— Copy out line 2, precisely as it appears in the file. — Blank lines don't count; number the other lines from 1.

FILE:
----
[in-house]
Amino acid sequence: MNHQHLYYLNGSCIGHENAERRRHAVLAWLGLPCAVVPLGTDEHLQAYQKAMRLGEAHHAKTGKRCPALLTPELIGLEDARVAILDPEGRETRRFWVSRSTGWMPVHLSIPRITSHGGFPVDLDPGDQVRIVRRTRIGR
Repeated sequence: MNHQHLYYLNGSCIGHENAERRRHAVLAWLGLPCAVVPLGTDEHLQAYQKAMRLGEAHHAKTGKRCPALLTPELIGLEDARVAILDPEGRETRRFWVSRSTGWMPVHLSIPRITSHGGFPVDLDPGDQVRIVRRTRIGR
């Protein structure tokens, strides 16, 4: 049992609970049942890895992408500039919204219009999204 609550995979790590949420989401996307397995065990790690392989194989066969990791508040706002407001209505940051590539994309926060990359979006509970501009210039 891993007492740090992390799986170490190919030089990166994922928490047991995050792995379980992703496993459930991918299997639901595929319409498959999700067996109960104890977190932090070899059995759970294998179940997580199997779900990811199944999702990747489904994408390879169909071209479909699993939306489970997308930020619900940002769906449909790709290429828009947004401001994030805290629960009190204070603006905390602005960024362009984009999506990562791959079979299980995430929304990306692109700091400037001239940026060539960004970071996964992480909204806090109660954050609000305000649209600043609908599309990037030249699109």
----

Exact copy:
Amino acid sequence: MNHQHLYYLNGSCIGHENAERRRHAVLAWLGLPCAVVPLGTDEHLQAYQKAMRLGEAHHAKTGKRCPALLTPELIGLEDARVAILDPEGRETRRFWVSRSTGWMPVHLSIPRITSHGGFPVDLDPGDQVRIVRRTRIGR